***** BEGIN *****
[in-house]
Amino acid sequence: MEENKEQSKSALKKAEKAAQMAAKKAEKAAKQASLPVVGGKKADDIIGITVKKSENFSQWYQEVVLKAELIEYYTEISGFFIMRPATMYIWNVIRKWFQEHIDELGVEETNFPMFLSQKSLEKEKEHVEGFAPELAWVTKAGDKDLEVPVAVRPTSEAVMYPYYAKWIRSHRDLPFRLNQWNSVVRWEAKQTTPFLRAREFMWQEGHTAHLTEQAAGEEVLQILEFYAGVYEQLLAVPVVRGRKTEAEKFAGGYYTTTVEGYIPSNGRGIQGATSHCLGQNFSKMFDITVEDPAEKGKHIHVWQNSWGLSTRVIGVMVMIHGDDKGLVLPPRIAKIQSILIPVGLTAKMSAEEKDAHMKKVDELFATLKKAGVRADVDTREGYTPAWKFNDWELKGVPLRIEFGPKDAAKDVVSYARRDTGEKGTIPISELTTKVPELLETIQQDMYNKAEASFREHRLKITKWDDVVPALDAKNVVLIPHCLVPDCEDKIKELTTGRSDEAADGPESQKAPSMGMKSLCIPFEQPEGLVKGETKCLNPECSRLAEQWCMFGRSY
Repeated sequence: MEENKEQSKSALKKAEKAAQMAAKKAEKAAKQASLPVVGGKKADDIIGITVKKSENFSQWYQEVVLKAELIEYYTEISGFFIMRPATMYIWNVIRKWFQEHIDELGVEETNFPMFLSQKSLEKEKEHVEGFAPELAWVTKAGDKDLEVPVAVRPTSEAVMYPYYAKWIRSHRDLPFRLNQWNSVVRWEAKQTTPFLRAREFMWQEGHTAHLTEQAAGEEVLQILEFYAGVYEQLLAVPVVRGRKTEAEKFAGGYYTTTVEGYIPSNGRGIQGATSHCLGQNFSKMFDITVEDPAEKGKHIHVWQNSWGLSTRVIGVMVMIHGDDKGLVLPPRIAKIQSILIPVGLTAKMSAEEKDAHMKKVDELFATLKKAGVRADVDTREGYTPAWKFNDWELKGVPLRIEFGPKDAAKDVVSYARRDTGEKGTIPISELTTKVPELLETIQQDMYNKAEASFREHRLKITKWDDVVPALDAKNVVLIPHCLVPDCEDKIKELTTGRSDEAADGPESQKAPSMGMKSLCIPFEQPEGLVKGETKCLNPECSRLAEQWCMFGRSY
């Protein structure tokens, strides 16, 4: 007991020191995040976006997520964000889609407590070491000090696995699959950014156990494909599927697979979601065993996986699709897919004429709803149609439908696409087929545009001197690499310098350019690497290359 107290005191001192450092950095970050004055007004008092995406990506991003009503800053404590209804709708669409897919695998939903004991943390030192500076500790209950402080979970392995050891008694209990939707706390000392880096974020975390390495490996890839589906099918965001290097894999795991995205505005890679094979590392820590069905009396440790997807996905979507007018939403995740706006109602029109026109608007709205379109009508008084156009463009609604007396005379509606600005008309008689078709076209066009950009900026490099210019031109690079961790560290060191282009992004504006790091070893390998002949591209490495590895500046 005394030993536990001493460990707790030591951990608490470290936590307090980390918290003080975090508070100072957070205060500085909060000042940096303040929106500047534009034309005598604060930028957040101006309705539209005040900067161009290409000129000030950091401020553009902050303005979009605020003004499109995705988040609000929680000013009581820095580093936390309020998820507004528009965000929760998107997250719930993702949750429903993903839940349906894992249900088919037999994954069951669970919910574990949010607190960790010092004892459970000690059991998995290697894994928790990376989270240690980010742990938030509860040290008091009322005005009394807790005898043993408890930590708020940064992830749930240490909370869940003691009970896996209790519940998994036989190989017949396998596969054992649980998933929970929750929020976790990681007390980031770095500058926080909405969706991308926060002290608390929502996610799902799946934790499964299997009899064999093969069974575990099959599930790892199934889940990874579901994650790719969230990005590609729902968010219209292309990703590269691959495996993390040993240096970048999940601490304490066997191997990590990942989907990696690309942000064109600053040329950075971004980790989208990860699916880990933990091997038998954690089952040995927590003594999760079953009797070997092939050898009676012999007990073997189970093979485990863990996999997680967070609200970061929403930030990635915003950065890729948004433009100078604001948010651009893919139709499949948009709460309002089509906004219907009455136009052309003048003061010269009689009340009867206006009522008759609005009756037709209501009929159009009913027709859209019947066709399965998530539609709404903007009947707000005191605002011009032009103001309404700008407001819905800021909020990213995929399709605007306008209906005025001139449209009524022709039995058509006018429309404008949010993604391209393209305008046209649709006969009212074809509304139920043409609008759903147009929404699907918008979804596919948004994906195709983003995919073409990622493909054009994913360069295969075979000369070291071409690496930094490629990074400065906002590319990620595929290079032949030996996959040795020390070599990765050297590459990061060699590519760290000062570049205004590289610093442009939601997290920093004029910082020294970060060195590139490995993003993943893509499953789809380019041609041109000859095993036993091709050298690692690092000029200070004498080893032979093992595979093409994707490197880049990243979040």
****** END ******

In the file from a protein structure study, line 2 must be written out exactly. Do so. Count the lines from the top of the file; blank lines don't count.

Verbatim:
Amino acid sequence: MEENKEQSKSALKKAEKAAQMAAKKAEKAAKQASLPVVGGKKADDIIGITVKKSENFSQWYQEVVLKAELIEYYTEISGFFIMRPATMYIWNVIRKWFQEHIDELGVEETNFPMFLSQKSLEKEKEHVEGFAPELAWVTKAGDKDLEVPVAVRPTSEAVMYPYYAKWIRSHRDLPFRLNQWNSVVRWEAKQTTPFLRAREFMWQEGHTAHLTEQAAGEEVLQILEFYAGVYEQLLAVPVVRGRKTEAEKFAGGYYTTTVEGYIPSNGRGIQGATSHCLGQNFSKMFDITVEDPAEKGKHIHVWQNSWGLSTRVIGVMVMIHGDDKGLVLPPRIAKIQSILIPVGLTAKMSAEEKDAHMKKVDELFATLKKAGVRADVDTREGYTPAWKFNDWELKGVPLRIEFGPKDAAKDVVSYARRDTGEKGTIPISELTTKVPELLETIQQDMYNKAEASFREHRLKITKWDDVVPALDAKNVVLIPHCLVPDCEDKIKELTTGRSDEAADGPESQKAPSMGMKSLCIPFEQPEGLVKGETKCLNPECSRLAEQWCMFGRSY